Question about 2000 Honda Civic

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Fuel tank is leaking, looks like there is a plug missing in it, but not got a service manual 2 check

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  • yadayada
    yadayada May 11, 2010

    a plug where?

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  • 164 Answers

If you got leak it been hit ore a gasket is dry rotted

Posted on Jul 21, 2009

  • The Bad Chad Jul 24, 2009

    On ealry saterday oreyour day off go in the parts area of honda dealer
    Get the year make and model your car they can pull up the sketch of gas tank my be and you find the part from there that needs replaced.
    As long you know what it looks like ore whats broken ore dry rotted.
    Most the time there like plastic ore rubber gromets at the top the tanks that might dry rot.
    I not expert on Honda but i got take my take down and do fuel tank on my jeep and gaskets and rubber plastic part crack and break over time.
    On my friend jeep he had gas leak ended up being gasket on the pump and messed up the pump


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Service engine Soon Light On.Code Reads PO455. What is next?


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Your Code P1456 is a EVAP (Evaporative Emission Control System Leak Detected). Normally this is a leak in the System and will not cause a Miss. The Fuel goes to the Fuel Rail and the Excess is sent back to the Fuel Tank via the EVAP System. There is a Purge Valve on top of the tank that is probably causing the leak. The Miss is another issue (Spark Plugs, Ignition, Coil, or clogged fuel filter) would be where I would start.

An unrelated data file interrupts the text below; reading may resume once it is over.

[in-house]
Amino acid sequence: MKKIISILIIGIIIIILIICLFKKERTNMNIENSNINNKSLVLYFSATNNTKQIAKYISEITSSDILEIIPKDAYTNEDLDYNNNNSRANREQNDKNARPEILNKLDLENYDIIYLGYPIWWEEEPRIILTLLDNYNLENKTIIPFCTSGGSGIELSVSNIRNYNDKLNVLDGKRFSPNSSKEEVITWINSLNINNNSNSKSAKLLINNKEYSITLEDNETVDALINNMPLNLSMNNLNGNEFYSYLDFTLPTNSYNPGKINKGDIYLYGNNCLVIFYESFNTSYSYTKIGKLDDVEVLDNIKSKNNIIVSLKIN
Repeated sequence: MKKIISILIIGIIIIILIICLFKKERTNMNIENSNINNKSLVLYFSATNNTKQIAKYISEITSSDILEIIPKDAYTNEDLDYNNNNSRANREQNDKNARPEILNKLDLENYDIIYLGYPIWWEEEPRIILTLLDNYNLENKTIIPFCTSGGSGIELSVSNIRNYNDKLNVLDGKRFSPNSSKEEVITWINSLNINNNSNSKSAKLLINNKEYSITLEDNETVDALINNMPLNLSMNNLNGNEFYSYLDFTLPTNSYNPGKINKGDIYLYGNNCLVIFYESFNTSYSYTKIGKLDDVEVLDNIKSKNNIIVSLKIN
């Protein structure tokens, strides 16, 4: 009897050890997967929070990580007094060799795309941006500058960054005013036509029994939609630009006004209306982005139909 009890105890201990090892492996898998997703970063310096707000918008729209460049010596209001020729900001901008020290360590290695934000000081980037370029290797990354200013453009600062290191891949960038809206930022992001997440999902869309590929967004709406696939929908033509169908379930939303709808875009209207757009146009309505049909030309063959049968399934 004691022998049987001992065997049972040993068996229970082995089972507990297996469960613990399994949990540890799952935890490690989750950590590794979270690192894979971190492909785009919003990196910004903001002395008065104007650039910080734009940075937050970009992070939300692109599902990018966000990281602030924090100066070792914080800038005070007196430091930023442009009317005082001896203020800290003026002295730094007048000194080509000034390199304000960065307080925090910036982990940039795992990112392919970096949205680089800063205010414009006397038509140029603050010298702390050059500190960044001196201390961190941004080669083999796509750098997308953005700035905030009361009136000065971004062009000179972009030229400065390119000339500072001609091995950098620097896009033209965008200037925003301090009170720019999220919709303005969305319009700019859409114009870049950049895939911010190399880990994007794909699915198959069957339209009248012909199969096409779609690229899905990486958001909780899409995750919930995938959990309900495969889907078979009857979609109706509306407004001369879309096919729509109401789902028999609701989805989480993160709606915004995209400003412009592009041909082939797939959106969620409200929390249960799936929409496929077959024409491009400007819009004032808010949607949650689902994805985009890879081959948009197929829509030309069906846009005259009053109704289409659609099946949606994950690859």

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The code is for a large leak in the EVAP system such as a loose or missing gas cap. But it could also mean a loose or missing hose to the canister or other leak in the tank.
The computer vents the tank several times an hour while the engine is running, and it checks the system by pressurizing the gas tank. If the tank will not hold pressure the code is set.
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My 95 7.3 turbo runs and idels good no miss but something is holdeing it back when u push the gas I have changed the fule filter and air


Here is what my Haynes Diesel Engine Repair Manual says for a noticeable lack of power, which is what you are describing.
1. Blocked air intake
2.Incorrectly adjusted timing
3.Blocked or damaged exhaust system
4.Obstruction in fuel filter
5.Blocked fuel tank vacuum vent in fuel cap
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My 1996 honda accord consumes too much fuel in a ratio of 1-6 km /liter, what seems to be the problem? I have it tuned up, cleaned the throttles, etc,, but to no avail. whats the best thing to do?


Since you've cleverly already done the normal tune-up items that preserve the 96 Accord's good fuel economy, its time to move onto the tougher adventures.

Cars with outrageously bad fuel consumption are losing fuel somehow (aka leaking).